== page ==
• Trivial Tragedy: In one episode, Russell mourns over an antique rug that's been badly damaged by its Nouveau Riche owners.
  • Tsundere: Divya, but especially concerning Evan, whom she can't seem to stand, and yet....
  • Twofer Token Minority: The four leads are the white Hank, Hank's brother Evan, Jill and Divya, an attractive Indian Englishwoman. Both Hank and Evan are Jewish, so the "token minority" in this case may well be Jill, actually.
  • Unwanted Assistance: Evan seems hellbent on getting HankMed more customers, over the insistence of Hank himself. When he buckles down to it, he is a good CFO.
  • Voice with an Internet Connection: Usually over the phone, and usually Hank, but used literally in the late first-season episode where Evan, Divya, and the patient are stuck on a boat.
  • The Von Trope Family: Boris Kuester von Jurgens-Ratenicz.
  • Wealthy Philanthropist: The premiere has the subverted version of a rich family that donates to charity, but in fact uses their money to pull the strings. Hank prioritizes a dying young kid over a wealthy man who was in stable condition. The rich man has unforeseen complications and dies. The dead man's family turn out to be the hospital's biggest donors and they use this to force the hospital to fire Hank, even though medically, he did nothing wrong. Since they also donate money to all the major hospitals in New York, they get Hank blacklisted from working as a doctor in those hospitals too. They also try to have his medical license revoked if he doesn't take full responsibility for the wealthy man's death. In the latter's episode, Divya and Evan, guided by Hank online while at the Gardners' hearing, help the captain of an anonymous millionaire fugitive's Yacht after a sail boom falls on captain, causing a flail chest and paradoxical breathing. Thanks to Hank's skills and Boris' lawyers, they fail.
  • We Help the Helpless: In addition to making house calls for the wealthy, Hank regularly treats the town's lower class residents at no cost. This is often because these people can't afford a private doctor under regular circumstances, and because they must dig through a mile of red tape to get treatment at the local hospital.
    • For bonus points, a smaller-scale version of this resulted in his blacklisting. The kid was in critical condition, while the wealthy man was apparently stable. Until he died, Hank had no reason to suspect there'd be complications.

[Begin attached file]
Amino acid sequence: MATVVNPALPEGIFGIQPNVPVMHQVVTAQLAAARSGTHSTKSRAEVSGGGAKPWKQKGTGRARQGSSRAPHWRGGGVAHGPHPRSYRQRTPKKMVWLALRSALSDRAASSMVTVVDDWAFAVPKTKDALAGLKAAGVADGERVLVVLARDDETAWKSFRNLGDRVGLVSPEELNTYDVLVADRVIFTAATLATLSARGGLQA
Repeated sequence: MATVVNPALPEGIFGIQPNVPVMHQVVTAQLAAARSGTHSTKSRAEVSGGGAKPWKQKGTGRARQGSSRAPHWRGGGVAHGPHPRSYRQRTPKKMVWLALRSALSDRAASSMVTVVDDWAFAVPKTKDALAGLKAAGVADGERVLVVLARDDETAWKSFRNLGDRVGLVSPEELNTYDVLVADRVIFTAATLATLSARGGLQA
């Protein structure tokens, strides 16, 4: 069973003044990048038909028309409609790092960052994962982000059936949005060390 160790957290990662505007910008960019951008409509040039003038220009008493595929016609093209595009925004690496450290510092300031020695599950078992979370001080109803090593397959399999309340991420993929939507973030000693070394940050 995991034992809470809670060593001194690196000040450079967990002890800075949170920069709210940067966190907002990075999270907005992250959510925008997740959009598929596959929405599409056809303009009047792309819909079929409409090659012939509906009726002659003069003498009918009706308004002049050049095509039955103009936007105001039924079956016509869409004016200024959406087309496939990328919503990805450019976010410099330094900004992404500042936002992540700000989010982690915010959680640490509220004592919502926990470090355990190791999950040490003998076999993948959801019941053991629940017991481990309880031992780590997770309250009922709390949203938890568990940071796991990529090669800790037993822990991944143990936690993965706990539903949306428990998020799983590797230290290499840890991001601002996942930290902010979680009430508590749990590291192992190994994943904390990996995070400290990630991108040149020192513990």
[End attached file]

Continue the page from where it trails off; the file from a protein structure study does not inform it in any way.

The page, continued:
• And as of "Mano a Mano", Hank's hospitality extends to people who could be considered enemies of the state in Cuba.
    • Due to the wealth (or lack there of) of some of Hank's clients, he occasionally gets paid in other ways. For instance, a fisherman pays Hank in fish. Evan, to his credit, has no problems with that and in 3x15 upon noticing a number of fresh fish in the refrigerator, asks if said fisherman is okay.
  • Wedding Episode:
    • "Fight or Flight" deals with Divya and Raj's (first) wedding ceremony.
    • The two-part "Off Seasons Greetings" sees Evan and Paige trying to hold their wedding ceremony during a blizzard.
    • "The Good News Is..." is a Musical Episode built around Eddie's wedding to Ms. Newberg.
  • What the Hell, Hero?: After being disowned by her parents, Divya starts working at the hospital without Hank's knowledge for extra cash. However, handling two jobs at once proves to be too much for her and she makes a serious medical mistake on one of Hank's patients due to fatigue. Needless to say, Hank is not happy once he learns the truth.
  • What the Hell Is That Accent?: When the producers brought in a linguistics expert to place Campbell Scott's accent, he said it sounded more like an amalgamation of eight different ones. They liked how unspecific it was due to Boris's involvement with so many different cultures.
  • Worst Aid: The pilot episode in which Hank saves someone is rather...impractical.
    • However, the series often subverts this as several episodes have Hank chastising someone for a method that he knows will just cause more damage.
  • You Keep Using That Word: In the second season two episode, Evan keeps using "subliminal" and Hank tells him he should look it up.
  • Yo-Yo Plot Point: Hank and Jill's relationship has nearly reached this point, until it was resolved in the Season 1 finale. They broke up, and have since shown interest in other people.
    • In effect again as of episode 16 of season 2.
    • Off again as of the mid-season 3 premiere.
    • The issue finally is settled in the series finale as they are engaged. Then again, so was Hank in the beginning of the series...